How is Daddy Issues different to other parties?

There are not many parties that have had the success we have had at being able to show up at 26 different cities and sell out. People seem to love our vibe and our branding that is done by @heyrooney. I push a welcoming, fun and sexy vibe for everyone through the imagery on our Instagram. We are politically active and we care about social issues. People recognise the brand from all over the world thanks to the merchandise, which has done really well. 

How do you spend your night at the parties you’ve just spent weeks organising?

Theres always so much to do – most people say they barely even see me! My parties always have a lot of moving pieces. I usually arrive a couple hours before opening, sort out the decor, rearrange the venue, test the lights, set up the visuals, and help the DJ sound test. Then I usually hide for the first hour as the room fills up because thats the most stressful part. No matter how many parties you throw, you always worry no-one is going to show up. As soon as the room is full, I’m happy and relaxed. But if it’s Evita, we have shows and performances every hour, which takes a lot of organising. On top of that, every week a celebrity will show up that needs a VIP booth and security. But when it gets to 1 AM and the room is pulsating and everyone is dancing and you can feel everyone, it’s heaven. 

As a queer culture maker, what is the best thing you believe you’ve accomplished for the queer community?

I’m proud of all my work across all three of the brands I work for. Daddy Issues has been such an incredible ride and being able to travel USA and Canada and see all these different cities and meet queer all over has been so much fun. Teaming up with Impulse foundation every year to throw a big Daddy Issues pool party in Beverly Hills is my favourite thing I do each year.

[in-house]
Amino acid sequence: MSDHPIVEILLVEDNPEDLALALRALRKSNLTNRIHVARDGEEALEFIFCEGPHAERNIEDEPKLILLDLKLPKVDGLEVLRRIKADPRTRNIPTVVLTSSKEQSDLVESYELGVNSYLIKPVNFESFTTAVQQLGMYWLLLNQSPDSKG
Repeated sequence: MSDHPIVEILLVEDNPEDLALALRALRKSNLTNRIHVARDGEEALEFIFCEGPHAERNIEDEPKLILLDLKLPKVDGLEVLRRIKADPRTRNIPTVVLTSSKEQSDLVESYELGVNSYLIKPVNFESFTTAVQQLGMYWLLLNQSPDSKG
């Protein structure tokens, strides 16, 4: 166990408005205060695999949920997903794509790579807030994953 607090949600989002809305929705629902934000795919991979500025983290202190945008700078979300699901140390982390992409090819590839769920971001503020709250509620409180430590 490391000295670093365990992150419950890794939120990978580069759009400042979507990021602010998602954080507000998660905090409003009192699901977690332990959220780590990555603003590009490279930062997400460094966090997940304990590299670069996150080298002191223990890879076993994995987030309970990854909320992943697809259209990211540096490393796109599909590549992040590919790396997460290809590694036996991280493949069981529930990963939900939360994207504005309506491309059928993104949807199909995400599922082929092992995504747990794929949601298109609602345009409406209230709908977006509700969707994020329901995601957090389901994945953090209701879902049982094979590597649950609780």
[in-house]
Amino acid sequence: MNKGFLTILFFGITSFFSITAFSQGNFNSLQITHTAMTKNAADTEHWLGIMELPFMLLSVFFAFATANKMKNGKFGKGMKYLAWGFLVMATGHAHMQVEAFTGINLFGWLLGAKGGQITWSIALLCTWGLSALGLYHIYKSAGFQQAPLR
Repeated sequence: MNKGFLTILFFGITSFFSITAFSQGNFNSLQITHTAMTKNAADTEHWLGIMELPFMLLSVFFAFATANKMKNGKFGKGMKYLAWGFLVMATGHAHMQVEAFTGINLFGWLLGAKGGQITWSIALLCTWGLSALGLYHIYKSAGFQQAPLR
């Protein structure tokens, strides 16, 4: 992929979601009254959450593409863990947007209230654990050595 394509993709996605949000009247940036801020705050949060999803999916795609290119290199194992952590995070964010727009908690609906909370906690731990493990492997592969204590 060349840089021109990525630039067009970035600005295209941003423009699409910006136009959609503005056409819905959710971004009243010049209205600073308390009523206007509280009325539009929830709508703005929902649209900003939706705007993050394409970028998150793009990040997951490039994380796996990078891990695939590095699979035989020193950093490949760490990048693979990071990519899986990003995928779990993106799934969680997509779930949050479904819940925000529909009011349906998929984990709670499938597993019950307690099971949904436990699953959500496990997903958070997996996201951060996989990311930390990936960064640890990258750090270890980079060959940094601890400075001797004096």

Evita really changes and challenges what you can expect from a West Hollywood party. It’s addictive thinking how we can get each party bigger and better — how many special guests can we get on one night? Who can we fly in? How far can we push the party musically? Our team is very diverse and inclusive so everyone coming sees themselves reflected on stage. 

Lastly I’ve been US editor at Gay Times magazine for 3 years and working with them, reinventing a 30+ year old magazine has been an incredible journey. Getting to amplify queer voices, telling stories that need to be heard, finding unrecognized talents and booking world famous cover stars is one of my favorite things I get to work on and so rewarding. 

How will you be celebrating Pride this year?

Pride is every day for me. I get to work on helping make a difference and bringing together the community everyday. Pride is a little different this year, normally I have many different activations and parties but because of Covid they are all cancelled but there is still a lot you can do at home. I’ve been so impressed with the digital events and all the activism people are doing with Black Lives Matter through their social media platforms. 

Where’s the next place you’d love to bring a party?

I really want to go to Brazil, Hawaii, Mexico and Hong Kong!

Any plans to come to Australia?

Yes! I started a few conversations with people in Sydney and Melbourne and would love to do it. It’s just hard to find a window to because it’s such a big trip, but hopefully some time in the future!

You’ve got a very healthy Instagram following, merch, and even your own filter. What’s next?

I really want to create a merchandise line for dogs. I’m dog mad right now. Doggy Issues maybe! 

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For more of OLLYWOOD, check out his socials below –

Co founder: Daddy Issues @daddyissuesparty
Co producer: Evita @evitaparty
USA editor: GAY TIMES MAGAZINE @gaytimes